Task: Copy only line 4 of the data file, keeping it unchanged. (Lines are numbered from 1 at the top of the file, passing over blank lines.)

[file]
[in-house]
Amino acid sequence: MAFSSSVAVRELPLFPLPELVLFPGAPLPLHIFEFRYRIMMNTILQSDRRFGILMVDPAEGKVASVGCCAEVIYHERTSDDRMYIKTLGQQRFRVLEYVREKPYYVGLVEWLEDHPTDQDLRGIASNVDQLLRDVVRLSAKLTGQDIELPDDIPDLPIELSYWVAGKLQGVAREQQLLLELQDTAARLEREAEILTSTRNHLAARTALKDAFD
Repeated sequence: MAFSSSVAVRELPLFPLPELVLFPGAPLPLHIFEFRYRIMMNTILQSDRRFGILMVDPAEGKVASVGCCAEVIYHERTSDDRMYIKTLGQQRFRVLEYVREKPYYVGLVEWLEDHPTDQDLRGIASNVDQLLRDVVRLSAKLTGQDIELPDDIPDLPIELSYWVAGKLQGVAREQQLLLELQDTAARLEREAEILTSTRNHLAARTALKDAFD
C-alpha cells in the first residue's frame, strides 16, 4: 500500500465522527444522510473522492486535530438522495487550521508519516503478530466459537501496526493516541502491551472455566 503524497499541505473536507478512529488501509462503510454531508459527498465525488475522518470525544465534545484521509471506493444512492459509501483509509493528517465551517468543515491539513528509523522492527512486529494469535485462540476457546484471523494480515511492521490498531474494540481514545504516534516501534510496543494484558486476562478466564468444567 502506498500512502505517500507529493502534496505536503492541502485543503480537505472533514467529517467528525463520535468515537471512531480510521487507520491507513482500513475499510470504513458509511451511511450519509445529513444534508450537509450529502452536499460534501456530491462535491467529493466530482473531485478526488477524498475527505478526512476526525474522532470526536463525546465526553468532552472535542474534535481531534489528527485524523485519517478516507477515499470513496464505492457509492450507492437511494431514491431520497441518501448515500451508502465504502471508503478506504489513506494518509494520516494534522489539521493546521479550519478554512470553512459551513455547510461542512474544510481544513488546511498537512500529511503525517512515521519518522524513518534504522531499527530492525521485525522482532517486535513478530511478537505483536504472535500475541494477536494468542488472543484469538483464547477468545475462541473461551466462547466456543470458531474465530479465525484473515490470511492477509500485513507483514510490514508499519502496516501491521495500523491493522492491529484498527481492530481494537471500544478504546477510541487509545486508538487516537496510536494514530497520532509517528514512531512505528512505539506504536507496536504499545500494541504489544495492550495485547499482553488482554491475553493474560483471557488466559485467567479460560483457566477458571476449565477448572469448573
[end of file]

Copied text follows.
C-alpha cells in the first residue's frame, strides 16, 4: 500500500465522527444522510473522492486535530438522495487550521508519516503478530466459537501496526493516541502491551472455566 503524497499541505473536507478512529488501509462503510454531508459527498465525488475522518470525544465534545484521509471506493444512492459509501483509509493528517465551517468543515491539513528509523522492527512486529494469535485462540476457546484471523494480515511492521490498531474494540481514545504516534516501534510496543494484558486476562478466564468444567 502506498500512502505517500507529493502534496505536503492541502485543503480537505472533514467529517467528525463520535468515537471512531480510521487507520491507513482500513475499510470504513458509511451511511450519509445529513444534508450537509450529502452536499460534501456530491462535491467529493466530482473531485478526488477524498475527505478526512476526525474522532470526536463525546465526553468532552472535542474534535481531534489528527485524523485519517478516507477515499470513496464505492457509492450507492437511494431514491431520497441518501448515500451508502465504502471508503478506504489513506494518509494520516494534522489539521493546521479550519478554512470553512459551513455547510461542512474544510481544513488546511498537512500529511503525517512515521519518522524513518534504522531499527530492525521485525522482532517486535513478530511478537505483536504472535500475541494477536494468542488472543484469538483464547477468545475462541473461551466462547466456543470458531474465530479465525484473515490470511492477509500485513507483514510490514508499519502496516501491521495500523491493522492491529484498527481492530481494537471500544478504546477510541487509545486508538487516537496510536494514530497520532509517528514512531512505528512505539506504536507496536504499545500494541504489544495492550495485547499482553488482554491475553493474560483471557488466559485467567479460560483457566477458571476449565477448572469448573